31 Days of History: The Stone of Hob Moor

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Our ancient walls play canvas to a host of obscurities and hidden treasures. Often overlooked details, when explored at closer inspection can expose a plethora of secrets and intrigue.

Hob Moor is one of the ancient commons of York and is situated between Acomb, Holgate and Dringhouses. Hob Moor lies approximately 1.5 miles south-west of the Minster, not far from the Knavesmire, on the opposite side of the road to the old York gallows.

Hob Moor has a long and fascinating history. During the visitations of the plague in the 16th and 17th centuries, victims were taken from the city and accommodated in wooden lodges on Hob Moor. Plague victims would pay for the food that was brought out to them by placing money in water or vinegar in the central depression in the Plague Stone.

This process was thought to disinfect the money, thus containing the plague to the unfortunate victims. Beside the Plague Stone is the Hob Stone, the effigy of a knight of the de Ros family. It was sculpted onto an old coffin lid around 1315 and is now much eroded, but the head, shoulders and shield can still be seen. Both these stones are beside the main path (formerly known as Hob Lane) on Little Hob Moor.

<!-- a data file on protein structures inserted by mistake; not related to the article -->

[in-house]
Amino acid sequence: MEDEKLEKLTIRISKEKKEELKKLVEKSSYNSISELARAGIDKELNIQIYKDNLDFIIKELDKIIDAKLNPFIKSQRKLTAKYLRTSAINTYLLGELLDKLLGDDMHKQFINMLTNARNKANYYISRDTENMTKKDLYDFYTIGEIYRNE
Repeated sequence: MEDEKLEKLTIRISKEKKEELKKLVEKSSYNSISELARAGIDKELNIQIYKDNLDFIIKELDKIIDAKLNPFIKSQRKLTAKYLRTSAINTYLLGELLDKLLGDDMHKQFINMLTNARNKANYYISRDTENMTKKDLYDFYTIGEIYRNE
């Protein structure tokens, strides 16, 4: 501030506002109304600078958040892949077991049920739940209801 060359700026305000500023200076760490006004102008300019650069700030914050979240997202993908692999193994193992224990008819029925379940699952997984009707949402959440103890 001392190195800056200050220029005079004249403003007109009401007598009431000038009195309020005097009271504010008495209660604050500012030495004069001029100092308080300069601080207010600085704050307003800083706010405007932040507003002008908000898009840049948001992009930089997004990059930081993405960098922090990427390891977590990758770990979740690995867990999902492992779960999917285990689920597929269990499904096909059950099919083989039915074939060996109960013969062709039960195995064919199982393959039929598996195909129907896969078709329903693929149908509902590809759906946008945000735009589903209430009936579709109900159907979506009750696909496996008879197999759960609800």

These stones are rarely noticed now but if you do have a moment to pass by, take a few minutes to look at the stones and contemplate on when these now forgotten obscurities meant something very real to the people of York during the often dark times of the 16th and 17th centuries.





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